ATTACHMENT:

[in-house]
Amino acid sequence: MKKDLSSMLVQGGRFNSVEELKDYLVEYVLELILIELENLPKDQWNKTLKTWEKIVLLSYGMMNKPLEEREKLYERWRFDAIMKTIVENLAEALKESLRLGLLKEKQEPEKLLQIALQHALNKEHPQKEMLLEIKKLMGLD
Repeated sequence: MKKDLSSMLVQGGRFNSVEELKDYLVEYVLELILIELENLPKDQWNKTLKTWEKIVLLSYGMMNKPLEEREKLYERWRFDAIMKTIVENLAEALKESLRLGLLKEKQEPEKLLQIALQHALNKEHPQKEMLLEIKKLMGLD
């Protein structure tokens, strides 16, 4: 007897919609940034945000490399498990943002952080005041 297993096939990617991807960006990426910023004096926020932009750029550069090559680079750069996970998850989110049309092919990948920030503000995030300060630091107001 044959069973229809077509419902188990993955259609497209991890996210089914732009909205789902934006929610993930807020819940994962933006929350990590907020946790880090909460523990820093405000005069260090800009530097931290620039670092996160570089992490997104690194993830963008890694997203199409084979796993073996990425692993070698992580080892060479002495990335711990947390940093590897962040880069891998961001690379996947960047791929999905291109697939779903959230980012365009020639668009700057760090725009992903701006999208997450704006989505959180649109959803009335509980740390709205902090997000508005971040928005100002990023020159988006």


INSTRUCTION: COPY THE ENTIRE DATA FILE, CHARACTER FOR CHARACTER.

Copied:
[in-house]
Amino acid sequence: MKKDLSSMLVQGGRFNSVEELKDYLVEYVLELILIELENLPKDQWNKTLKTWEKIVLLSYGMMNKPLEEREKLYERWRFDAIMKTIVENLAEALKESLRLGLLKEKQEPEKLLQIALQHALNKEHPQKEMLLEIKKLMGLD
Repeated sequence: MKKDLSSMLVQGGRFNSVEELKDYLVEYVLELILIELENLPKDQWNKTLKTWEKIVLLSYGMMNKPLEEREKLYERWRFDAIMKTIVENLAEALKESLRLGLLKEKQEPEKLLQIALQHALNKEHPQKEMLLEIKKLMGLD
């Protein structure tokens, strides 16, 4: 007897919609940034945000490399498990943002952080005041 297993096939990617991807960006990426910023004096926020932009750029550069090559680079750069996970998850989110049309092919990948920030503000995030300060630091107001 044959069973229809077509419902188990993955259609497209991890996210089914732009909205789902934006929610993930807020819940994962933006929350990590907020946790880090909460523990820093405000005069260090800009530097931290620039670092996160570089992490997104690194993830963008890694997203199409084979796993073996990425692993070698992580080892060479002495990335711990947390940093590897962040880069891998961001690379996947960047791929999905291109697939779903959230980012365009020639668009700057760090725009992903701006999208997450704006989505959180649109959803009335509980740390709205902090997000508005971040928005100002990023020159988006």